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Gains in Tech Shares Give Wall Street a Lift

Rally amid a stagnant market helps investors take minds off expected rise in interest rates. Nasdaq adds 1%.

June 23, 2004|From Times Wire Services

A rally in technology shares lifted stocks moderately higher Tuesday, as PalmOne's strong earnings report injected a bit of life into what has been a stagnant market.

The gains helped investors put aside some of their interest rate concerns. But while Goldman Sachs Group and Morgan Stanley were rewarded for posting strong quarterly earnings, other interest-rate-sensitive stocks were mixed.

Investors continued to wonder whether the Federal Reserve would raise the benchmark rate by a quarter percentage point or a half point when its Open Market Committee meets next week. That kept the markets mixed through most of the session before the tech rally caught on.

"If you look at the sectors, only technology seems to be breaking out to the upside," said Michael Sheldon, chief market strategist at Spencer Clarke. "Aside from tech, you're seeing light buying by investors, but it's not aggressive. There's no terrific surge in volume. There's not a lot of strength behind this, but it's better than nothing."

The Dow Jones industrial average rose 23.60 points, or 0.2%, to 10,395.07.

The Standard & Poor's 500 index gained 4.11 points, or 0.4%, to 1,134.41.

The tech-heavy Nasdaq composite index led the way, rising 19.77 points, or 1%, to 1,994.15.

Advancing issues outnumbered decliners by about 5 to 4 on the New York Stock Exchange.

A dearth of major economic data was reflected in very modest trading volumes and small, hesitant price moves in the U.S. Treasury market. The yield on the benchmark 10-year note rose to 4.72% from 4.69% on Monday.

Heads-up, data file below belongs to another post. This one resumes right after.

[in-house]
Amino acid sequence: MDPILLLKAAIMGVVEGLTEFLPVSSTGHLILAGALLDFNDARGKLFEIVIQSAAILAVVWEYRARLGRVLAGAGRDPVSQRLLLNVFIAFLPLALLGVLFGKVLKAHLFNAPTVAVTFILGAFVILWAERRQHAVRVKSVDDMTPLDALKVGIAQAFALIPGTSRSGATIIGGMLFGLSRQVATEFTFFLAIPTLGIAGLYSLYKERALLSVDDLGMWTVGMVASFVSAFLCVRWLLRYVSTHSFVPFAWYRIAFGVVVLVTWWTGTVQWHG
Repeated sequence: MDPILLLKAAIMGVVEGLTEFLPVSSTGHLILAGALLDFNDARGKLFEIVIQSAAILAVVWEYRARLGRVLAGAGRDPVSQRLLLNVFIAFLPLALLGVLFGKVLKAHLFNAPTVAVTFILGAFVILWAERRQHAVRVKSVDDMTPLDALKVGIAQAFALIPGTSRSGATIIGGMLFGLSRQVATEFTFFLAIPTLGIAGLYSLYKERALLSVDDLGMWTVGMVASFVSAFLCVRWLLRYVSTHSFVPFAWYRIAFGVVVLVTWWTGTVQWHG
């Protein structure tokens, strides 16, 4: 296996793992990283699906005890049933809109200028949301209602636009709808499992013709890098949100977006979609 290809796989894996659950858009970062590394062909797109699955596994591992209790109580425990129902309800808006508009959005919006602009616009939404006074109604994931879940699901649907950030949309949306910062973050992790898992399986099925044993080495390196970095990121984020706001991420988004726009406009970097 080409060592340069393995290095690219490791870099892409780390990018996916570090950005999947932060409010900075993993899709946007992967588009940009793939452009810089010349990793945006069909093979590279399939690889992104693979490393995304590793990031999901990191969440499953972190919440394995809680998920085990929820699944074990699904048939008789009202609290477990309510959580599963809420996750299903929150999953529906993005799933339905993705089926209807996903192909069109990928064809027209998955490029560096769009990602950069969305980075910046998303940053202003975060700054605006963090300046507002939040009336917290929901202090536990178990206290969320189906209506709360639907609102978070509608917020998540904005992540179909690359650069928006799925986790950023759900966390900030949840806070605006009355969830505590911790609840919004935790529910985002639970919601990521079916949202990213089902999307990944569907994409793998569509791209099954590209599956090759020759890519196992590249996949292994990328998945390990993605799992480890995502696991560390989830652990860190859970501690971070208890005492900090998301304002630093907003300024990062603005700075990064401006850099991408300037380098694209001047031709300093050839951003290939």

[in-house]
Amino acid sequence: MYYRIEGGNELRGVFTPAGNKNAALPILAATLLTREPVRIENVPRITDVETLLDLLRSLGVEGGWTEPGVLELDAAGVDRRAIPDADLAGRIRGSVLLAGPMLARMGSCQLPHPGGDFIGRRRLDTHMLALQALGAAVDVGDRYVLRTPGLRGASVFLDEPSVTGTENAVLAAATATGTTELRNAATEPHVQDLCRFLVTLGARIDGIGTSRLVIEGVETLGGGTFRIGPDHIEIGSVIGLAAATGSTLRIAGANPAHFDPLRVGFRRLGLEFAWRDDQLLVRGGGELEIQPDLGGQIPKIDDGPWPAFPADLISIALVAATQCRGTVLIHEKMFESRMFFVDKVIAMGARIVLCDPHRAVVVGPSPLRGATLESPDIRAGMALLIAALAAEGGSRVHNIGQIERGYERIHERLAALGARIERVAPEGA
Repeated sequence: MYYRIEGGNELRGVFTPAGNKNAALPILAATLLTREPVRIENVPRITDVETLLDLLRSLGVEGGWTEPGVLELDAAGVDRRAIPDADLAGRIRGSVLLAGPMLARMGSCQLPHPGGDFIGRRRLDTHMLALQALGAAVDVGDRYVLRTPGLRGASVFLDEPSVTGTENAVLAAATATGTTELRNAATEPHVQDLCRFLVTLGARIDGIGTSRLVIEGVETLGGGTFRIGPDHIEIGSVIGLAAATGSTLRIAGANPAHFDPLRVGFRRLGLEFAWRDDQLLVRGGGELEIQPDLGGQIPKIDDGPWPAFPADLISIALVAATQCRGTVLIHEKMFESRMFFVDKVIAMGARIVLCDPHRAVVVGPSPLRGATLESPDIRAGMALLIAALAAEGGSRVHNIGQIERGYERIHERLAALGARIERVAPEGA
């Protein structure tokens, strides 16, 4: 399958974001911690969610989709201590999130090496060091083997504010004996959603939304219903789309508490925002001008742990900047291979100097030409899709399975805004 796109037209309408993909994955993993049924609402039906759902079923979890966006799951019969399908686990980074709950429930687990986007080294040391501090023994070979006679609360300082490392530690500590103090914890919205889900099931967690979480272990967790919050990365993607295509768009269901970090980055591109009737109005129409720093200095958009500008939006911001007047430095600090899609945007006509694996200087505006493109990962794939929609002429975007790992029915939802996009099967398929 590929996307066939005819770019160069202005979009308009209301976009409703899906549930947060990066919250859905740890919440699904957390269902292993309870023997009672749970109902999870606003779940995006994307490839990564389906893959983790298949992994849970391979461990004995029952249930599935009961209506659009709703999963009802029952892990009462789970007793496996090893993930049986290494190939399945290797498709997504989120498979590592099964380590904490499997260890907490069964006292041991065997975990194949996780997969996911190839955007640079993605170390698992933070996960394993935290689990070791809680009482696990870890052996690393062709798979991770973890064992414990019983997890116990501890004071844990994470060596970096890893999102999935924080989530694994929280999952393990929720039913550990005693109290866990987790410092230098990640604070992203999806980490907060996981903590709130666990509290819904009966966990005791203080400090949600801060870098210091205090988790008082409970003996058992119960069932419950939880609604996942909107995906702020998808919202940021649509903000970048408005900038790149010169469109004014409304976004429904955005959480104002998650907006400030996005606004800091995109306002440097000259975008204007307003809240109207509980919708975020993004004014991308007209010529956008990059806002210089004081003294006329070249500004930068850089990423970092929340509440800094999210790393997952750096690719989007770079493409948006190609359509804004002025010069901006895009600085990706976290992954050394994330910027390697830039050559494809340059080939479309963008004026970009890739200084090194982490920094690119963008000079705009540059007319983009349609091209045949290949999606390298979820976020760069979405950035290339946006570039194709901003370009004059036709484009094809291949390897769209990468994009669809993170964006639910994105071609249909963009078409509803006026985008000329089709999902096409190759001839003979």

Traders did not expect major moves in either the bond or stock markets ahead of next week's Fed meeting.

"I think we're having the summer doldrums a little early this year," said Neil Massa, equity trader at John Hancock Funds. "After [June] 30th, once the Fed moves and the handover in Iraq takes place, we'll be able to pick a direction. Until then, there's just nothing going on."

Among the day's market highlights:

* PalmOne surged $7.90, or 37%, to $29.36 after reporting earnings that surpassed analysts' estimates by 14 cents a share, thanks to strong demand for its hand-held computing devices. That triggered buying in other technology stocks, particularly semiconductors. Intel rose 52 cents to $28.04 while rival Advanced Micro Devices climbed 57 cents to $14.67.

* JDS Uniphase, the largest maker of fiber-optic network parts, soared 38 cents, or 12%, to $3.58. Lucent, the biggest U.S. telephone-equipment maker, climbed 19 cents to $3.71.

They gained after SBC Communications, the No. 2 U.S. local-telephone company, said France's Alcatel would help it build a $6-billion fiber-optic network that offers digital television service. JDS supplies equipment to Alcatel. SBC fell 33 cents to $24.07.

* BEA Systems added 23 cents to $8.13 and Siebel Systems rose 31 cents to $10.90. The government on Monday made public a deposition by Oracle Chief Executive Larry Ellison, in which he said those software firms were attractive takeover targets. The government is trying to block Oracle's takeover bid for PeopleSoft.

Oracle fell 3 cents to $11.12; PeopleSoft rose 61 cents to $18.85.

* Quarterly earnings were strong at Goldman Sachs and Morgan Stanley, pushing Goldman up $1.81 to $90.60 and Morgan Stanley up 90 cents to $52.15.

But some analysts worried that wariness on the part of investors could hurt the brokerage industry longer term, especially if interest rates rise faster than expected. Among other financial stocks, UBS lost $1.02 to $72.18, Merrill Lynch added 10 cents to $54.17 and Lehman Bros. inched up 3 cents to $73.45.

* Wal-Mart Stores, already hurt by lower-than-expected June sales, slumped 87 cents to $54.06 as a federal judge approved class-action status for a sex-discrimination lawsuit against the company. The class could involve up to 1.6 million current and former female employees, making it the largest civil rights case in U.S. history.

Market Roundup, C7

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